Raise the Bar
by Fanny Slater
photographs by Andrew Sherman
I remember partying in the ’80s. I was 4 and no taller than the hairy, high-socked legs of my grandparents’ friends. While many middle-age couples elect to eventually slow down their social calendars, my dad’s parents were in no hurry to cease celebrating life. Or Passover, or the Super Bowl, or any other occasion that called for a six-foot-long sub sandwich and an open bar.
As a child visiting my grandparents’ New Jersey home, I remember silently observing caterers as they scattered last-minute tufts of parsley over platters of lox moments before the first guests arrived. I remember my Uncle Mitch effortlessly snapping the cap off of a chilled Mexican lager and handing it to a nearby partygoer. I’m sure my family’s love of entertaining influenced the hostess I am today – well, that and my unbridled enthusiasm for eating and drinking.
What I learned from my family is that the point of gathering is not just about where, it’s also about how we do it and what we designate as the star of the show. For my grandparents, it was smoked salmon and everything bagels. Recently, for me, it’s beer. You read that right: I’ve been elevating dinner parties by thinking beyond what’s on the plate.
I’m a product of my generation, in that I’d rather spend my paycheck on an experience than a material good. I’ll take a trip instead of invest in a new car, and, on a smaller scale, maybe even pass up some new shoes to attend a local food truck festival.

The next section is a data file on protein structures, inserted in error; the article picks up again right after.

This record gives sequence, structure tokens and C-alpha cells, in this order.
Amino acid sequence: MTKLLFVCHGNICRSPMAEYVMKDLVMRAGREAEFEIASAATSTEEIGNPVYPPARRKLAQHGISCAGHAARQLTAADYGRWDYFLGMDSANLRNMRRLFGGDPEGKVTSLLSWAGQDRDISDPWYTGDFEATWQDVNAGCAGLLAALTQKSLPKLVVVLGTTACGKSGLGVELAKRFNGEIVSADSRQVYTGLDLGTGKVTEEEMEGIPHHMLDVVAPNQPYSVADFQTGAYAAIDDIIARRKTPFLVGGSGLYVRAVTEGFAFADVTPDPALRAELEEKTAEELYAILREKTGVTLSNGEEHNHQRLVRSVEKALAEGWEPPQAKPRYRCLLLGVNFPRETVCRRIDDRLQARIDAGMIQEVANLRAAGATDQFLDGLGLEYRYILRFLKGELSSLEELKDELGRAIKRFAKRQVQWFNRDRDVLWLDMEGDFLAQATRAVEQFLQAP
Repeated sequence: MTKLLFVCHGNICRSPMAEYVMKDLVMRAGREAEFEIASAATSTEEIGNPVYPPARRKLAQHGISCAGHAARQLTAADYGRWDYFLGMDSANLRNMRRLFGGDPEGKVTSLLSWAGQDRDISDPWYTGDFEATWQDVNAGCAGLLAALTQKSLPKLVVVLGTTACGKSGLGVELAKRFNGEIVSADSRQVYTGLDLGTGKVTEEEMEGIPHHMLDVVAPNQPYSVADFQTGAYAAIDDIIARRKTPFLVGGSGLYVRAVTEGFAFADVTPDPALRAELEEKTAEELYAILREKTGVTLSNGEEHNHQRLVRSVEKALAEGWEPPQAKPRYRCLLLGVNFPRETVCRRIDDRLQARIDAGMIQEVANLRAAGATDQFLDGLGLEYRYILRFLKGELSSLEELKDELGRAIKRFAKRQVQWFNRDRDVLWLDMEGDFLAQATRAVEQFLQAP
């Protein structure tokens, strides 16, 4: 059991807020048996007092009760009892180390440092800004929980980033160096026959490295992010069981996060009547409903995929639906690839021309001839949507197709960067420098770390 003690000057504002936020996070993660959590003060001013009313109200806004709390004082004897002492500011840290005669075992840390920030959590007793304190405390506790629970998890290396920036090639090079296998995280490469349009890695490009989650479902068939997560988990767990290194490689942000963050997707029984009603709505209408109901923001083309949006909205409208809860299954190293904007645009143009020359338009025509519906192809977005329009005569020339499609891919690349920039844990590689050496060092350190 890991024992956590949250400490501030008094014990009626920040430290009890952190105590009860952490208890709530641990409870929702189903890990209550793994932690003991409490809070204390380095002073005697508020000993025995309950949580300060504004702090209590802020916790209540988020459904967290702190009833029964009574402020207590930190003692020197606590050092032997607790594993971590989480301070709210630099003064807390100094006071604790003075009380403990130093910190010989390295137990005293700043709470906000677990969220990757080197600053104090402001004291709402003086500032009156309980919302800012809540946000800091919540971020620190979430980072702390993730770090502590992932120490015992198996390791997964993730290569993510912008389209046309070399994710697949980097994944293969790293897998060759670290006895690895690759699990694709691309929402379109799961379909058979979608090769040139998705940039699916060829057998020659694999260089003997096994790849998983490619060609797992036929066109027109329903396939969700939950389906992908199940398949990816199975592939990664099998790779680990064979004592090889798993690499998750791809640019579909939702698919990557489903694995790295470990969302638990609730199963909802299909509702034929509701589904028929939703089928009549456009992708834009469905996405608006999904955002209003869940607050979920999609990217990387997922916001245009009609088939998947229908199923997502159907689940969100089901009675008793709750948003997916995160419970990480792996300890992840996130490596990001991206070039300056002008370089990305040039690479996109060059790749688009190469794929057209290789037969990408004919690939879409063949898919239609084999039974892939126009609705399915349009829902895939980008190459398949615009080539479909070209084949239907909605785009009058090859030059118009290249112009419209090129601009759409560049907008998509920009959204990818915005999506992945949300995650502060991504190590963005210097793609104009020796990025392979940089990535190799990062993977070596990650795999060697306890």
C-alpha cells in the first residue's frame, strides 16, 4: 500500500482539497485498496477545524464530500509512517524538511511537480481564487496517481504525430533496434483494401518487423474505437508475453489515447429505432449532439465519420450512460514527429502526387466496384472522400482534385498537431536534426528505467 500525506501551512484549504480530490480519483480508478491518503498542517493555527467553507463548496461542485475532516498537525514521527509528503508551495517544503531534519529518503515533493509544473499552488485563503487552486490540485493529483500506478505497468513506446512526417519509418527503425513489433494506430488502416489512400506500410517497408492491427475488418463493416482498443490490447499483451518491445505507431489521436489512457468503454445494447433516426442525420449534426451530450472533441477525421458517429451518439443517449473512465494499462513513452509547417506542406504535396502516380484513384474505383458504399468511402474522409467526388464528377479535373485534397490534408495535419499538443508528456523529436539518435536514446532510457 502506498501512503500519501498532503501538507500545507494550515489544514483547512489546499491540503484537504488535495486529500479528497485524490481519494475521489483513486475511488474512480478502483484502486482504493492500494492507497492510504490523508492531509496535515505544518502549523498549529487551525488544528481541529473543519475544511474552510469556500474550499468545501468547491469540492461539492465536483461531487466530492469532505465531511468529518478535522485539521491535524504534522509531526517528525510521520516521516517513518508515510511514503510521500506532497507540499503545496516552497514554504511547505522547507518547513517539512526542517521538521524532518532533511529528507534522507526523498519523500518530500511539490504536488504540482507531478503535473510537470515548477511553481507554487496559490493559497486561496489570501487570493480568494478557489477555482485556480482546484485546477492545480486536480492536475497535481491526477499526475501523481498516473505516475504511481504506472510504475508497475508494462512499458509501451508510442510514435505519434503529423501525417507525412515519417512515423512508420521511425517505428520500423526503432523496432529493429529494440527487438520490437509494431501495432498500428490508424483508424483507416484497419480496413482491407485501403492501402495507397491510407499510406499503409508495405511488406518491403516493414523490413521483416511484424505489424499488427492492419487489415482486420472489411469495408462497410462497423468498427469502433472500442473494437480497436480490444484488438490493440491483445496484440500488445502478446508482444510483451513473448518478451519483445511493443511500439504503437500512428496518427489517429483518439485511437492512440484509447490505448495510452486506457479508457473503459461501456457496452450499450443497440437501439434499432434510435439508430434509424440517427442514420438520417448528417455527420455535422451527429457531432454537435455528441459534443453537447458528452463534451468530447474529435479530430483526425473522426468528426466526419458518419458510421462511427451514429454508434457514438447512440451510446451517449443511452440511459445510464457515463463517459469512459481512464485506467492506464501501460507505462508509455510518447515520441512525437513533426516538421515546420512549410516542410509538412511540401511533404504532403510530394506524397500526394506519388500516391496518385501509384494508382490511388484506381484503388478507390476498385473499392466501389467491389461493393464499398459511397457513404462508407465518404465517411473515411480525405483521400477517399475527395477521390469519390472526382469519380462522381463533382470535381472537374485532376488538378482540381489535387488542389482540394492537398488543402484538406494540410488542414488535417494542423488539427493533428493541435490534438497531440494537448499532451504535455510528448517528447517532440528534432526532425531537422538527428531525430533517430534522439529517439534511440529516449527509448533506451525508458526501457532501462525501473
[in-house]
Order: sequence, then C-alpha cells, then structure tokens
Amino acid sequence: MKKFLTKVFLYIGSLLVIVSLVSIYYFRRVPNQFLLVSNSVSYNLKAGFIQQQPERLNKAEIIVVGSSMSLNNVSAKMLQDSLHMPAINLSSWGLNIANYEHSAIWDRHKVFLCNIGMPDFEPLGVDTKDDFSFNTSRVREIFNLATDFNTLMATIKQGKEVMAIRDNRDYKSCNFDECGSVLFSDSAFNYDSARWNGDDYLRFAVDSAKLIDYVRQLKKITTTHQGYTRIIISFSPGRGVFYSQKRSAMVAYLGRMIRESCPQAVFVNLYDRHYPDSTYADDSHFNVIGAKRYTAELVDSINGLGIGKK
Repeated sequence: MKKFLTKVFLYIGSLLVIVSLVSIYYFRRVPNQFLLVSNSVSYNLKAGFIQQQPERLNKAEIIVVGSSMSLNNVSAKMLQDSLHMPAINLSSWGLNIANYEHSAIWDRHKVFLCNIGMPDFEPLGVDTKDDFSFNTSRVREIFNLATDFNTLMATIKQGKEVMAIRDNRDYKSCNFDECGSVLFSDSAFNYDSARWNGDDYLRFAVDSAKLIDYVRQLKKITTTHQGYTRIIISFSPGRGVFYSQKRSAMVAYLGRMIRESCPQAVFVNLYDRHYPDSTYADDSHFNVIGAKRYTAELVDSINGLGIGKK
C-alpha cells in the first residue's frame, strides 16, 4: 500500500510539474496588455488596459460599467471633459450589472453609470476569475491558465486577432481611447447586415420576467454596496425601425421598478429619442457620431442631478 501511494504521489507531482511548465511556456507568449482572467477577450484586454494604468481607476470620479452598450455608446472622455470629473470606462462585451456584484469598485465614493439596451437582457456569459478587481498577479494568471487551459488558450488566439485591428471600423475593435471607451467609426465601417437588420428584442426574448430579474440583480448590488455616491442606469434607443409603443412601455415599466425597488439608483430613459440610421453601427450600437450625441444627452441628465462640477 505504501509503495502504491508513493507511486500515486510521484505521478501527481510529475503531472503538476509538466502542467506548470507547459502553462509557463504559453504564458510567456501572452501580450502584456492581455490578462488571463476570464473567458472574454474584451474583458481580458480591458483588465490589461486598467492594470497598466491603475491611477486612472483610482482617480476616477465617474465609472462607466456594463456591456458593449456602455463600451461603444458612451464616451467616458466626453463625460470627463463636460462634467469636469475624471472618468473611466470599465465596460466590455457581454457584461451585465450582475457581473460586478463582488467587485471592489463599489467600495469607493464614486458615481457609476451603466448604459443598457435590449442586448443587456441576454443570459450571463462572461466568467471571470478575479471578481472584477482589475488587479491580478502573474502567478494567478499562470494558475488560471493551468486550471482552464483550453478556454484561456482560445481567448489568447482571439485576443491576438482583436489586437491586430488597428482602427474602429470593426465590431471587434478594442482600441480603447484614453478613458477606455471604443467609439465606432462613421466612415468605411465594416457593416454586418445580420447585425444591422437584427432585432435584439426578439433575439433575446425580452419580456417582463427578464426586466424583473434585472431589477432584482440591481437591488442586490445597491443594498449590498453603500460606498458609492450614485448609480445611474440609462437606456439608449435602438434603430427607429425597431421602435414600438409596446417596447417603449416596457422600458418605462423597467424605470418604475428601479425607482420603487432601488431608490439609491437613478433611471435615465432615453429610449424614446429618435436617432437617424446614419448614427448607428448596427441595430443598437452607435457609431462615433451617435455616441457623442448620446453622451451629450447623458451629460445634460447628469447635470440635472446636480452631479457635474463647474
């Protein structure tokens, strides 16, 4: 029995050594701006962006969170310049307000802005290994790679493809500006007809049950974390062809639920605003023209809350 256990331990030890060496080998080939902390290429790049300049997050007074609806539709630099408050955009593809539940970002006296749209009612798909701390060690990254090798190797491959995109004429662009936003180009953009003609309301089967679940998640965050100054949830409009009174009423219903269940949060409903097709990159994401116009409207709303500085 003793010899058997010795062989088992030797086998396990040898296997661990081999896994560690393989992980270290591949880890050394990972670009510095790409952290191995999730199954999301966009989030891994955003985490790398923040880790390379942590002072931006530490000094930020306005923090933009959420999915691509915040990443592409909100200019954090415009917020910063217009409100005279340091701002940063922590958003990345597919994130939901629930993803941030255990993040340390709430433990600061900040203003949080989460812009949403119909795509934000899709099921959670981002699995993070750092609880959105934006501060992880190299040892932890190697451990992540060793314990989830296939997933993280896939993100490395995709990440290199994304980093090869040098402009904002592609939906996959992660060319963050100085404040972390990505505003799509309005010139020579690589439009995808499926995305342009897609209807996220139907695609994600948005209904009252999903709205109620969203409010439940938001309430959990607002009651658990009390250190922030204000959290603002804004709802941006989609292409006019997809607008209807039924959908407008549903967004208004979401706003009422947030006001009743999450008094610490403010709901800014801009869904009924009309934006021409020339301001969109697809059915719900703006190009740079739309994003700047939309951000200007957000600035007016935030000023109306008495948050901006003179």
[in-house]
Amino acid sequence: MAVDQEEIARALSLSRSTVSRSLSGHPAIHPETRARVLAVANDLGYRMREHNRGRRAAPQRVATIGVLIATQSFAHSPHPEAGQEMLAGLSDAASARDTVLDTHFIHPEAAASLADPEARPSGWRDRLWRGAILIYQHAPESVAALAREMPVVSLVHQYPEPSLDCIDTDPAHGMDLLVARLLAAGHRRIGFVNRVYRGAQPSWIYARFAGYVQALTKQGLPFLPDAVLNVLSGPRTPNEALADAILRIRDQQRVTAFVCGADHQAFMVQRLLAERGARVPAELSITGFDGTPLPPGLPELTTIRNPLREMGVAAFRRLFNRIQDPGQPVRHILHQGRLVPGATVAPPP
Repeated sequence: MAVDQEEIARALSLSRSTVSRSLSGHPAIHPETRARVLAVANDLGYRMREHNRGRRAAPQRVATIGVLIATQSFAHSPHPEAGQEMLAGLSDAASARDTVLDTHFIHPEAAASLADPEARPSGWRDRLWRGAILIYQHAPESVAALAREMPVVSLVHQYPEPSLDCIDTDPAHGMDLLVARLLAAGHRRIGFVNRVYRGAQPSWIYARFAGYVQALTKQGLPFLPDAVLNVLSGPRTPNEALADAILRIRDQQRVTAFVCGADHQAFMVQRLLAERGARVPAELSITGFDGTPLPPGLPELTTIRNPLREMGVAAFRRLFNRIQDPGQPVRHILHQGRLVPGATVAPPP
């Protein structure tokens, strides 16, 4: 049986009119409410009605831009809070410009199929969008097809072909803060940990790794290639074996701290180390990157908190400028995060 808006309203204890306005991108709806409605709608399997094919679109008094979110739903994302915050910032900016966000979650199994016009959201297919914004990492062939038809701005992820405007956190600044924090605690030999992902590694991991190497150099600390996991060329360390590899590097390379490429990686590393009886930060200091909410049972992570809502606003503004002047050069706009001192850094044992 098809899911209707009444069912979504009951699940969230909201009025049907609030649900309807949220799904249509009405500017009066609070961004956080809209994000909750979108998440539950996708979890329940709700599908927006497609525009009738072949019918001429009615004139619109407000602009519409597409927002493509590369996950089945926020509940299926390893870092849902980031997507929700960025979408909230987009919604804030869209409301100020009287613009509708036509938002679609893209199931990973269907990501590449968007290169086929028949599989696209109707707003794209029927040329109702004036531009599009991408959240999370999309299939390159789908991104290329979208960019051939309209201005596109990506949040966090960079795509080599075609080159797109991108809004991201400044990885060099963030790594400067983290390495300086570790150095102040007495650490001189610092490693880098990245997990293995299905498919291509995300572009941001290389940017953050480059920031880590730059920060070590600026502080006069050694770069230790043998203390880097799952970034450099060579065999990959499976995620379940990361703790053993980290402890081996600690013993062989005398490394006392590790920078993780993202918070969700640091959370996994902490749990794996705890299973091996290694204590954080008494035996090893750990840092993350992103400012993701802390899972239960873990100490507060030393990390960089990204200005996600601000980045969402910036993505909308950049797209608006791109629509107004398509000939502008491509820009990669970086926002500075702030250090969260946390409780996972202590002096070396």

I also love to frequent craft breweries, a trend that’s seemingly here to stay. As interest in specialty microbrews grows, I’ve noticed another trend within it: Open a bottle, or order a pint, and pass it around among friends. It’s an informal take on beer flights. Translated to entertaining, my friends and I like to buy a bottle, open it at home, and share sips alongside appetizers. This is a way for hop-lovers, no matter particular preferences, to expand their brew knowledge and their palates.
Here’s how to throw your own bottle-share soiree. First, instead of planning your menu and then selecting drinks to serve alongside courses, reverse the formula and begin with the booze. While you’ll want to choose the beers to complement the weather (no one craves a coffee milk stout in July), don’t get too boxed in. You won’t want only light ales in the summer or only dark styles in the winter. (You would still drink a smooth, light pinot noir with a filet in the spring, right?)
Begin by learning a bit about the many beer varieties. Chose several familiar faces, like West Coast IPAs and porters, as well as novelties like a Berliner weisse or farmhouse ale to delight and unite novices and beer nerds alike. As the host, it’s your job to provide and pop a few bottles, but invite your guests to bring one or a few for sharing, too.
When it comes to pairing the cuisine, once again do your research – and I don’t just mean turn to Google. Start up a conversation with the bartender at a local bottle shop or brewery. They’ll likely let you taste-test, within reason, beer profiles you didn’t even know existed. Ask these experts what they would serve as a complement, and go from there. To get you on the right track, here is what I know: Spicy dishes require crisp, clean sips; dark flavors are balanced by sweet, caramelized, and charred; and spice marries well with smoke.
As is always a good rule of thumb, make sure your menu covers a wide spectrum of flavors that spark the taste buds in different spots. If you can achieve this, everyone is practically guaranteed to find a dish that elevates or uncovers complex characteristics of the brew they brought.
Throw another log on the bonfire, because now is the time to break out winter warmer ales erupting with holiday aromas like clove. To kick things off for my chilly weather cele-beer-ation, I start off with one of my favorite, practically effortless appetizers for a group: cheese and charcuterie. An elegant platter is an expert way to have a variety of pairings in one single dish. Take it up a notch by adding homemade brown-sugar-ginger-pumpkin jam.